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World AIDS Day 2015 and those tricky '90-(90)-90' targets

Michel Sidibé, the Executive Director of UNAIDS, made an exciting announcement this week. He said:

“The good news is that we now have what it takes to break this epidemic and keep it from rebounding—to prevent substantially more new HIV infections and AIDS-related deaths and to eliminate HIV-related stigma and discrimination.”

This is a fantastic achievement – the result of twenty years' consistent effort, tireless activism and heroic personal contributions. It’s no time for complacency, though, because there’s still a mountain to climb if the Sustainable Development Goal of “ending” HIV by 2030 is to be achieved. But today is surely a moment for HIV activists to both celebrate and be optimistic.

Unfortunately we can never help but compare the successes arising out of such concerted AIDS activism with the corresponding limited progress that’s been made with TB in the same period – and today is no different. Somehow TB has become the permanent poorer relative in relation to its deadly twin (remembering that these two diseases can work with a dreadful synergy, and that the majority of those who die HIV positive in Africa are actually dying of TB).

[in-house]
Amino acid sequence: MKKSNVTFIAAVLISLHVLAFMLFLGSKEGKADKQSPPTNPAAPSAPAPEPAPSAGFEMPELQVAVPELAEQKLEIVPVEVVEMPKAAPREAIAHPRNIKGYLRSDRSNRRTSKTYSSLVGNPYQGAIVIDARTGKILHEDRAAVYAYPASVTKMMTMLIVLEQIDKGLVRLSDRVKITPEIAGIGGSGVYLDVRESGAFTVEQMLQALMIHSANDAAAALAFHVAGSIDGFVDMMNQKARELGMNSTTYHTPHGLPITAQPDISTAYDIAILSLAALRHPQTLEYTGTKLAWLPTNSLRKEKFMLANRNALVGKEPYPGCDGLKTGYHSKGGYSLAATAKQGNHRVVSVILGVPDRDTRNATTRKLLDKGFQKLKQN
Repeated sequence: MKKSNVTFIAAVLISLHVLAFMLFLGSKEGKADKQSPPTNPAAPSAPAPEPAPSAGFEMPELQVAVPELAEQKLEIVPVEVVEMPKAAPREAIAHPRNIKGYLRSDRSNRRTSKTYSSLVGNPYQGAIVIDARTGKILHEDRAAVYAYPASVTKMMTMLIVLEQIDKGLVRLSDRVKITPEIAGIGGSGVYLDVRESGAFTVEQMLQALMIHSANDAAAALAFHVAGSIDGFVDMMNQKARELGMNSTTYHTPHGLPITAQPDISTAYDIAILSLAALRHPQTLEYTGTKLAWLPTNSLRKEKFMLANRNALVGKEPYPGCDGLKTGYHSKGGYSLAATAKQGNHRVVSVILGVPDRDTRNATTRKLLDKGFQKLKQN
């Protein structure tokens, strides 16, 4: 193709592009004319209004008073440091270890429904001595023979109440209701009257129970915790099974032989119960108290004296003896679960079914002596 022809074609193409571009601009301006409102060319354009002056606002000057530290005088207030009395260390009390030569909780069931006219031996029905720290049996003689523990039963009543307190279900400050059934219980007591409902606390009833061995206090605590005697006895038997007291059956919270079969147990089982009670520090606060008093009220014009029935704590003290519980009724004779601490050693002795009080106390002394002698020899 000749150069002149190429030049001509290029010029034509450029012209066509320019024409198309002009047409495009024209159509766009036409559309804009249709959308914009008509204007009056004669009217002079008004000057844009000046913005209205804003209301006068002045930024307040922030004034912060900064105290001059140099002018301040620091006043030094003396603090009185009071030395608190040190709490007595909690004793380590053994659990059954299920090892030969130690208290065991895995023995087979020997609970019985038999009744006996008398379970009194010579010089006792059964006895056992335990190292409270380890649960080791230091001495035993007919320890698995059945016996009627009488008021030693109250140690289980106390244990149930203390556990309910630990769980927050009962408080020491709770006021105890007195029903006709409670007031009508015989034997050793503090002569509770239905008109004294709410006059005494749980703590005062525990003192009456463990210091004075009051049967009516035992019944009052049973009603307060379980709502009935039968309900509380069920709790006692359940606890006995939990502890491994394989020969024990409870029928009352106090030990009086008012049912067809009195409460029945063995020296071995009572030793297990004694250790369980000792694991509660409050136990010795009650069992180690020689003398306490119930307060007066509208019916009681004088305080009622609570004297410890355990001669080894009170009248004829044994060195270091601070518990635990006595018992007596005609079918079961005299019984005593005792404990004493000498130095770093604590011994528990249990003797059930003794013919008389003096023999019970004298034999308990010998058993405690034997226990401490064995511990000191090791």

It’s so easy to forget this. In fact it’s easy to miss it completely because of a crazy but logical rule in the international classification of deaths. For epidemiological expediency it dictates that any human death can only ever be ascribed to one disease, and that, because of the historically-perceived global super-threat of HIV, if you die HIV positive you end up down in the books as dying of HIV even though it’s invariably another opportunist disease that actually kills you. This means that two-thirds of Africans who die each year finally consumed by their tuberculosis infections go down in the international tallies as dying from HIV (and not TB) simply because they lived and died HIV positive.

It’s easy to gloss over the implications of this even if you’re fully aware of them. It can tilt the numbers, for instance, to the extent that officially claims are made that TB deaths have reduced nearly 50% to targeted levels for 2015 when they haven’t. It worries us as a result that even the WHO may be guilty, not just of glossing over the scale of the perpetuating problem of TB deaths, but also of ‘spinning’ their language in their Reports. Here’s the statement, for instance, that the organisation made about TB deaths in relation to HIV/AIDS in its most recent TB Report:

“TB now ranks alongside HIV as a leading cause of death worldwide.”